In 1993, Mayor Richard M. Daley left his bungalow on South Emerald Avenue in Bridgeport for a townhouse in Central Station, a brand-new development in the South Loop. To those who considered the Daleys inseparable from Bridgeport, it was a shocking decision — one that suggested the mayor might be losing touch with his roots.
But taken in the context of Daley’s long-term vision for the South Loop — and downtown in general — the move made sense. Central Station, a billion dollar, 6,000-unit project, was built on 72 acres of land once owned by the Illinois Central Railroad.
“As the 1970s dawned, Chicago civic leaders looked both west and south of the Loop and saw decay,” wrote Dennis Rodkin in Crain’s Chicago Business earlier this year. “To the south were long gashes in the city grid where railroads and rail junctions lay, and to the west was skid row.”
Daley was out to develop the South Loop, and who better to encourage the neighborhood’s change than the gentleman in the mayor’s office?
After the Daleys moved, South Loop’s transformation was startling. At one time, the neighborhood’s best-known institution was the Pacific Garden Mission, a homeless shelter known nationally for producing the radio program “Unshackled,” which profiled inhabitants who turned their lives around by finding Jesus.
By 2004, the mission had moved out to make room for an expansion of Jones College Prep.
The key figure in the West Loop’s redevelopment was Oprah Winfrey, who in 1990 began filming her talk show in a converted armory on Washington Street. Thirty years later, the site is set to become the new McDonald’s headquarters, another landmark in the West Loop’s transformation. Now, according to Rodkin, “virtually every trace of 20th-century decay is gone from both neighborhoods, each one now home to tens of thousands of people, as well as restaurants, high-performing public schools, parks and shopping districts.”
In 1990, the census tract where Central Station is located had a median household income of $29,117 in modern dollars. By 2013, the most recent year for which American Community Survey figures are available, it was $73,286.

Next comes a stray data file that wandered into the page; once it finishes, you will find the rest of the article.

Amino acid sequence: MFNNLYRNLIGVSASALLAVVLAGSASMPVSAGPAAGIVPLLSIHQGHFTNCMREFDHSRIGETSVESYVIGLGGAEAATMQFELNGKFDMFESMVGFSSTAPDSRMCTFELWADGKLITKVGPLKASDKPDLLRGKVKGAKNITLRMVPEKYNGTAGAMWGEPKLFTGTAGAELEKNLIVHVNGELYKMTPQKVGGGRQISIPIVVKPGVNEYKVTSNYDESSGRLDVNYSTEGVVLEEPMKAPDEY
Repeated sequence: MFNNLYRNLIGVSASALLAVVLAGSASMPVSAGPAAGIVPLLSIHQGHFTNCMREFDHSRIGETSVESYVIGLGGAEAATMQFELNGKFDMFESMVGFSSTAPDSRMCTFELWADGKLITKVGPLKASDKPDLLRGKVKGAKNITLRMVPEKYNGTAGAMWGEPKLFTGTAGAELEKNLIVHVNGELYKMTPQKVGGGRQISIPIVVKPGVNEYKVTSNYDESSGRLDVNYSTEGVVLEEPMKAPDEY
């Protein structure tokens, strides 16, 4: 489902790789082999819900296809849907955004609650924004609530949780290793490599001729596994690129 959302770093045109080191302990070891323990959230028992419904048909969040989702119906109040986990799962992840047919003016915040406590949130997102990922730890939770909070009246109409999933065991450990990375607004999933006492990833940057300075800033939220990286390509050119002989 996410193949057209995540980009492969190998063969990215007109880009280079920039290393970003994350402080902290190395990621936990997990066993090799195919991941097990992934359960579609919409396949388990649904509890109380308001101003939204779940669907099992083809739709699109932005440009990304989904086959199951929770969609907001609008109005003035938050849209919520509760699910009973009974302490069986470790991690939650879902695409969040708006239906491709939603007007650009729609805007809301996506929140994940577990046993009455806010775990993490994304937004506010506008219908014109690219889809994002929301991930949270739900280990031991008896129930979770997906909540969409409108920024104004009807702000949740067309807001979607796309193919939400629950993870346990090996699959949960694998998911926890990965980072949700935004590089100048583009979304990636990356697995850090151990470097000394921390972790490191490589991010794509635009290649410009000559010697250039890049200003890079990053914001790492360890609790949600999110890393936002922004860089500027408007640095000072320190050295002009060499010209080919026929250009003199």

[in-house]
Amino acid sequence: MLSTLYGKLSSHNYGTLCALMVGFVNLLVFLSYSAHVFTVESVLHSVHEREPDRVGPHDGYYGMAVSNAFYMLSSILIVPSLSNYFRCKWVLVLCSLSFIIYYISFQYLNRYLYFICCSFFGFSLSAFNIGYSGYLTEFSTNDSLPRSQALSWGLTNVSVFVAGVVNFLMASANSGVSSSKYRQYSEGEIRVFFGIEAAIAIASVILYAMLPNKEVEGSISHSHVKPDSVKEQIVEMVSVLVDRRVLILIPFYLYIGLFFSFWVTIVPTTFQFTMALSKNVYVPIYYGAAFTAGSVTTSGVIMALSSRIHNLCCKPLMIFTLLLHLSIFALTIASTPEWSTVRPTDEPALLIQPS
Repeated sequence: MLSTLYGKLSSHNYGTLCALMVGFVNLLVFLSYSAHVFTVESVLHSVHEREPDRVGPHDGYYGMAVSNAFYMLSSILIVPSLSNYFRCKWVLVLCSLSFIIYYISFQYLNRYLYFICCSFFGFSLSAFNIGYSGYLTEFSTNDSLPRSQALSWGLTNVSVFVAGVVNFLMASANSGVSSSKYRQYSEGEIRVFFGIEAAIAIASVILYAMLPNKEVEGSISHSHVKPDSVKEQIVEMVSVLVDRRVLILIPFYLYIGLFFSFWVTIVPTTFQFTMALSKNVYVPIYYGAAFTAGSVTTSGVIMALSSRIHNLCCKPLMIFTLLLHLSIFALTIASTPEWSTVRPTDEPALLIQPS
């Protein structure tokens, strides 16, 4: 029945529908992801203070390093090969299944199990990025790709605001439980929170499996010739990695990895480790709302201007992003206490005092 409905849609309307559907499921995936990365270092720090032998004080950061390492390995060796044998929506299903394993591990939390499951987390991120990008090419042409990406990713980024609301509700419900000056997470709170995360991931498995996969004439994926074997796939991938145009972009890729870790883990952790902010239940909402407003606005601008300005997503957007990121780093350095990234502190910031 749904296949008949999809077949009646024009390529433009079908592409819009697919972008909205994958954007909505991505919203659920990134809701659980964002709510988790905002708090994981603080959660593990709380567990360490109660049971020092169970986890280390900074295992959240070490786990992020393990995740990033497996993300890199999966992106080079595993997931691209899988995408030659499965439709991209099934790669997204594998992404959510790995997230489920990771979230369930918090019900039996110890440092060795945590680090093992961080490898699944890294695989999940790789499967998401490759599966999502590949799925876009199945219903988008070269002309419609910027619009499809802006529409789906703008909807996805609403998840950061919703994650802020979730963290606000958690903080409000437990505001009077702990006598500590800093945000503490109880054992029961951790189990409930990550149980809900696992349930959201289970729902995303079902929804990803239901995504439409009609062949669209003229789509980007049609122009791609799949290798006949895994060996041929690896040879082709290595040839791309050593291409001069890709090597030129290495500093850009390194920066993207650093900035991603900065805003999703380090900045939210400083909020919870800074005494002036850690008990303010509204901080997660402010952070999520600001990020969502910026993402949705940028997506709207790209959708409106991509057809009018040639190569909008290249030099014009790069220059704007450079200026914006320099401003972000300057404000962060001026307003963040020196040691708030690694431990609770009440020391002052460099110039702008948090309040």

In fact, if you compare maps of average household income by census tract in 1980 and the 2010s, three areas stand out for a spike in wealth: South Loop, West Loop, and the Northwest Side, from Wicker Park and Logan Square on up to Ravenswood and Lincoln Square.
Those areas, perhaps not coincidentally, have also been the homes of our past, current, and future mayors. Daley lived in the South Loop, Rahm Emanuel lives in Ravenswood, and in 2004, Lori Lightfoot, a well-to-do lawyer, moved from Wicker Park to Logan Square.
Writing on this site last summer, Grace Perry compared Logan Square’s current transformation to Lincoln Park’s in the ’70s:
“In the 1970s … Halsted was home to an flurry of exciting nightlife, including the iconic gay/punk hang La Mere Vipere. That burgeoning alternative scene lived alongside a robust working-class Latino community, who settled in Lincoln Park after immigrating from Puerto Rico in the ’50s and ’60s. Through the ’80s, urbanities moved in for cheap rent. Eventually, young families bought houses, forcing area residents west into Logan Square and Humboldt Park … Logan is a boho paradise no more. Not only are its longtime residents gone, those first-wave gentrifiers have also been chased out by rising rents. In their absence, the area has transformed into the type of yuppie haven it served as a reprieve from.”
On these census maps, it’s startling to see the Northwest Side’s change from orange and red to solid dark blue, a color representing tracts where residents earn more than 160 percent of Cook County’s median income.
In the census tract encompassing Milwaukee and Fullerton — home to the Whistler, Gaslight Coffee, and Lightfoot’s favorite bar, Emporium — income jumped from $48,692 to $71,214. In Mayor Emanuel’s neighborhood, it went from $51,306 to $74,612.
It makes sense that you’d find a mayor in a gentrifying neighborhood. Mayors are members of the elite professional class, whose arrival represents the final stage of gentrification.
Also, the mayors we elect reflect who we are — and what we’re becoming as a city. Over the past 30 years, Chicago’s well-to-do have flocked to neighborhoods close to the urban core — the same areas their parents once abandoned for the suburbs. That’s quite literally Emanuel’s story. His parents moved from Uptown to Wilmette; when Rahm was old enough, he moved back into the city.
Like it or not, gentrification has shaped Chicago into what it is today. We may claim to hate the game, but we keep electing the players.